TEL AVIV, Israel — Israel’s Defense Ministry has approved marketing efforts to secure international partners for Project LiteSat, a proposed constellation of microsatellites for collecting high-resolution imagery under development at the state-owned Rafael Armament Development Authority.

The project envisions a single ground launch of multiple 100-kilogram satellites and supporting ground systems optimized for tactical responsive space operations.

Since successful completion of a LiteSat system design review earlier this year, Rafael is seeking to enter into negotiations with prospective international partners. An overview of LiteSat’s tactical targeting capabilities was presented in October at the 62nd annual International Astronautical Congress in Capetown, South Africa.

Rafael’s current concept calls for three LiteSats to be launched aboard Israel’s Shavit rocket, although company executives say additional satellites can be added to a larger launcher secured by prospective partners.

LiteSat was initially planned as the flagship product line of MicroSat Israel, a proposed joint venture between Rafael and Israel Aerospace Industries Ltd. But after more than five years of protracted government review and unsuccessful attempts to activate the joint venture, Rafael is trying to regain lost momentum in its unilateral push toward full-scale development.

The self-funded project is now scheduled for preliminary design review early next year, after which Rafael will intensify efforts to put together a consortium of prospective international and domestic partners. Company executives estimate it will take three years following the design review to ready the first microsatellite constellation for launch.

Once deployed at altitudes of 300 to 350 kilometers, the orbiting satellites form an instant constellation capable of capturing submeter imagery of targets of interest with greater frequency than a single spy satellite, space experts and company sources here say.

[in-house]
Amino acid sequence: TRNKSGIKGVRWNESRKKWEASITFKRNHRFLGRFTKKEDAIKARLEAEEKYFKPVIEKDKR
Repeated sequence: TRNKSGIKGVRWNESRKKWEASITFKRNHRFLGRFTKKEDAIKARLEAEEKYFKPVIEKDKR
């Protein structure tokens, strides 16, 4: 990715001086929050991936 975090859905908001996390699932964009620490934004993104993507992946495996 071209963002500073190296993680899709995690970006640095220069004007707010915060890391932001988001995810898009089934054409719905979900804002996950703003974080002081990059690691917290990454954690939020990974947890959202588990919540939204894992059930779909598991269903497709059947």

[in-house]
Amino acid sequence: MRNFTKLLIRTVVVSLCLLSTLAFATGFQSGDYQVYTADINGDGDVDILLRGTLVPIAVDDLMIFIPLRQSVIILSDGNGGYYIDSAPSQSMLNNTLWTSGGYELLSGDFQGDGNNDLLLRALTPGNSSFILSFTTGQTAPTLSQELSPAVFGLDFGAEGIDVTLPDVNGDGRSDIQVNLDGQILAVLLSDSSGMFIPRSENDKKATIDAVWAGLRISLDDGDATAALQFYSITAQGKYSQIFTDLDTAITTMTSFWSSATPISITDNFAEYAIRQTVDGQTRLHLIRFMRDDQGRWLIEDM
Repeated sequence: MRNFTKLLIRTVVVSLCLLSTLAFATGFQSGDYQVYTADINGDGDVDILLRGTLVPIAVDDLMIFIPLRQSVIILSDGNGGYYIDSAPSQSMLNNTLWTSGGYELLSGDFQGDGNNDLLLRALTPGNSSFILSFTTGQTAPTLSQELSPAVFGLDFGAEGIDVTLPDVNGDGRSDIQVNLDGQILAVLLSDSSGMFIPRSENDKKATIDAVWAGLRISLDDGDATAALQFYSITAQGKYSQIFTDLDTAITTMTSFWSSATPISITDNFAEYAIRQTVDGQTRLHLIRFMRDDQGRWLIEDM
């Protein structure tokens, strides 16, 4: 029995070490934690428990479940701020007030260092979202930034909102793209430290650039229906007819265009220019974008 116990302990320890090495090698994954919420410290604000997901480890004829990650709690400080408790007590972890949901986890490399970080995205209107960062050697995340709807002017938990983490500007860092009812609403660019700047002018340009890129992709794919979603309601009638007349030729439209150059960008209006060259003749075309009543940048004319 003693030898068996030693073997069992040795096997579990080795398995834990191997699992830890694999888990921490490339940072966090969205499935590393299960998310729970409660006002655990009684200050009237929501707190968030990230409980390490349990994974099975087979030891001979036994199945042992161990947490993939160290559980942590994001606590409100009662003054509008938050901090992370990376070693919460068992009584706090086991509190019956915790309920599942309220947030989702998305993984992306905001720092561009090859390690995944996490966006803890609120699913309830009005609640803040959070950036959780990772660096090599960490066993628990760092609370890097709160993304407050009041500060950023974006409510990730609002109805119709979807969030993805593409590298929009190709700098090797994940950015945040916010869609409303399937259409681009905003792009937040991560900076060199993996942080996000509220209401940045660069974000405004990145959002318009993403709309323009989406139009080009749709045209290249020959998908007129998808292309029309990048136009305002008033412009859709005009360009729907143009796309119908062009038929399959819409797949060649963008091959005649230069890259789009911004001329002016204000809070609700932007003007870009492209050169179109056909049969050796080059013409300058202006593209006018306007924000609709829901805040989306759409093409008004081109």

“We’re talking very high performance relative to investment. It’s a huge added value,” said Yaaqov Sharony, microsatellite system programs manager at Rafael Space Systems Directorate.

In a Nov. 1 interview, Sharony declined to provide cost estimates. He said the high revisit rate of the envisioned constellation — each satellite will carry a 15-kilogram imaging payload and is designed for a minimum five-year lifespan — matches the performance of a costlier, single satellite weighing 300 to 400 kilograms.

In simulations, Rafael engineers and mission planners studied multiple deployment options for obtaining maximum coverage at minimum cost. Allowing for slight variations depending on geographic areas of interest, the LiteSat team found that two constellations — a total of six microsatellites — would revisit target areas four times a day. For hourly revisit time, four separate constellation launches — a total of 12 microsatellites — would be needed.

The firm’s LiteSat presentation in Capetown emphasized the high revisit time, which allows the system to identify targets, analyze changes within the imaging footprint and provide precise coordinates for destroying critical targets such as mobile, long-range ballistic missiles.

Tal Inbar, head of the Space Research Center at Israel’s Fisher Institute for Strategic Air and Space Studies, said the LiteSat system would offer true responsive capabilities. “The advantage of deploying multiple satellites in a single launch creates an instant constellation with short revisit time. … With regard to military use of space, it would significantly shorten the sensor-to-shooter loop,” he said.